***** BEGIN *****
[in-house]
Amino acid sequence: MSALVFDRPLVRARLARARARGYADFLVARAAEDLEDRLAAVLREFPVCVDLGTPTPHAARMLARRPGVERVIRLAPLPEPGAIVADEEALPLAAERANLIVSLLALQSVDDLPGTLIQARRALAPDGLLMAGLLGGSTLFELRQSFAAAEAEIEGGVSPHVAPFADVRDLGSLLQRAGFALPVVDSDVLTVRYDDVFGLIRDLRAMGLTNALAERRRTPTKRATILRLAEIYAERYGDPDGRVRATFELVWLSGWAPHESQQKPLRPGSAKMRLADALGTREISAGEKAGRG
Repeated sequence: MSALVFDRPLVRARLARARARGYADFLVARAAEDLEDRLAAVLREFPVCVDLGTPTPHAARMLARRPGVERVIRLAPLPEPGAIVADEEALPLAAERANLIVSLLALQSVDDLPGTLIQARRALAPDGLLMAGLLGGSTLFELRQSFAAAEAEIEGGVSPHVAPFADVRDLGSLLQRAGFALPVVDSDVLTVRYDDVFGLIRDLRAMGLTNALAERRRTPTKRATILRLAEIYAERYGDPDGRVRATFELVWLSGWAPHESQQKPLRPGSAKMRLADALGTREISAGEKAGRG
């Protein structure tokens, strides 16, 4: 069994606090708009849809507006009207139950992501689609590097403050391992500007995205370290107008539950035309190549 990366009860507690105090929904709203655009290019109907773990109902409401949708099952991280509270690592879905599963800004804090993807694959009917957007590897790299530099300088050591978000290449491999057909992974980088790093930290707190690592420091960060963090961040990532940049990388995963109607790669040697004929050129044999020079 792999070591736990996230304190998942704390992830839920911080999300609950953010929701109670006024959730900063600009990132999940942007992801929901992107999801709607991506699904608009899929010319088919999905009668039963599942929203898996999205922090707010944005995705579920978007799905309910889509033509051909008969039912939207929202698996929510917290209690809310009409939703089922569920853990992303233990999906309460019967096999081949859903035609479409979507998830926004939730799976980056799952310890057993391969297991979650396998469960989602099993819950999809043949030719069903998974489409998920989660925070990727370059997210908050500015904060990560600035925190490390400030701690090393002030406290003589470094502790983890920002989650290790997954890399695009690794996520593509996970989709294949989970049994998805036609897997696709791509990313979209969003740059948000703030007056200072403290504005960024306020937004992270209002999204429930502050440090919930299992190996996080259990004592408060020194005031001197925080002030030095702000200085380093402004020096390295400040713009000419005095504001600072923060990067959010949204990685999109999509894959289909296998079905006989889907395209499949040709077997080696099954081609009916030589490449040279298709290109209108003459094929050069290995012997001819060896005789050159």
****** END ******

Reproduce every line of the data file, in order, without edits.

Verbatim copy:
[in-house]
Amino acid sequence: MSALVFDRPLVRARLARARARGYADFLVARAAEDLEDRLAAVLREFPVCVDLGTPTPHAARMLARRPGVERVIRLAPLPEPGAIVADEEALPLAAERANLIVSLLALQSVDDLPGTLIQARRALAPDGLLMAGLLGGSTLFELRQSFAAAEAEIEGGVSPHVAPFADVRDLGSLLQRAGFALPVVDSDVLTVRYDDVFGLIRDLRAMGLTNALAERRRTPTKRATILRLAEIYAERYGDPDGRVRATFELVWLSGWAPHESQQKPLRPGSAKMRLADALGTREISAGEKAGRG
Repeated sequence: MSALVFDRPLVRARLARARARGYADFLVARAAEDLEDRLAAVLREFPVCVDLGTPTPHAARMLARRPGVERVIRLAPLPEPGAIVADEEALPLAAERANLIVSLLALQSVDDLPGTLIQARRALAPDGLLMAGLLGGSTLFELRQSFAAAEAEIEGGVSPHVAPFADVRDLGSLLQRAGFALPVVDSDVLTVRYDDVFGLIRDLRAMGLTNALAERRRTPTKRATILRLAEIYAERYGDPDGRVRATFELVWLSGWAPHESQQKPLRPGSAKMRLADALGTREISAGEKAGRG
């Protein structure tokens, strides 16, 4: 069994606090708009849809507006009207139950992501689609590097403050391992500007995205370290107008539950035309190549 990366009860507690105090929904709203655009290019109907773990109902409401949708099952991280509270690592879905599963800004804090993807694959009917957007590897790299530099300088050591978000290449491999057909992974980088790093930290707190690592420091960060963090961040990532940049990388995963109607790669040697004929050129044999020079 792999070591736990996230304190998942704390992830839920911080999300609950953010929701109670006024959730900063600009990132999940942007992801929901992107999801709607991506699904608009899929010319088919999905009668039963599942929203898996999205922090707010944005995705579920978007799905309910889509033509051909008969039912939207929202698996929510917290209690809310009409939703089922569920853990992303233990999906309460019967096999081949859903035609479409979507998830926004939730799976980056799952310890057993391969297991979650396998469960989602099993819950999809043949030719069903998974489409998920989660925070990727370059997210908050500015904060990560600035925190490390400030701690090393002030406290003589470094502790983890920002989650290790997954890399695009690794996520593509996970989709294949989970049994998805036609897997696709791509990313979209969003740059948000703030007056200072403290504005960024306020937004992270209002999204429930502050440090919930299992190996996080259990004592408060020194005031001197925080002030030095702000200085380093402004020096390295400040713009000419005095504001600072923060990067959010949204990685999109999509894959289909296998079905006989889907395209499949040709077997080696099954081609009916030589490449040279298709290109209108003459094929050069290995012997001819060896005789050159």